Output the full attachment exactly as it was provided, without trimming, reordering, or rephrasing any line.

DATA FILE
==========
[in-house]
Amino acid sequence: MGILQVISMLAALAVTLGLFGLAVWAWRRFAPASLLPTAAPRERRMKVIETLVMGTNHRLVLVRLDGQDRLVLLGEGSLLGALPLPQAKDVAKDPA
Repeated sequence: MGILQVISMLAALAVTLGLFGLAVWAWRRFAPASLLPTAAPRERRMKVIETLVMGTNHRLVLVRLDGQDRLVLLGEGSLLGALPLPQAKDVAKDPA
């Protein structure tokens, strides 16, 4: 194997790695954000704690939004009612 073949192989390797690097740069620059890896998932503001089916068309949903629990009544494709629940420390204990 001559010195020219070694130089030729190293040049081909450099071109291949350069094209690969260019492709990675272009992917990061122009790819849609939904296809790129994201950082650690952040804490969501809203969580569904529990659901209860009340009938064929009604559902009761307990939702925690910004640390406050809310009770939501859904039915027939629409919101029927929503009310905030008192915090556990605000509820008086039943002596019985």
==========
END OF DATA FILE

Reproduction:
[in-house]
Amino acid sequence: MGILQVISMLAALAVTLGLFGLAVWAWRRFAPASLLPTAAPRERRMKVIETLVMGTNHRLVLVRLDGQDRLVLLGEGSLLGALPLPQAKDVAKDPA
Repeated sequence: MGILQVISMLAALAVTLGLFGLAVWAWRRFAPASLLPTAAPRERRMKVIETLVMGTNHRLVLVRLDGQDRLVLLGEGSLLGALPLPQAKDVAKDPA
């Protein structure tokens, strides 16, 4: 194997790695954000704690939004009612 073949192989390797690097740069620059890896998932503001089916068309949903629990009544494709629940420390204990 001559010195020219070694130089030729190293040049081909450099071109291949350069094209690969260019492709990675272009992917990061122009790819849609939904296809790129994201950082650690952040804490969501809203969580569904529990659901209860009340009938064929009604559902009761307990939702925690910004640390406050809310009770939501859904039915027939629409919101029927929503009310905030008192915090556990605000509820008086039943002596019985």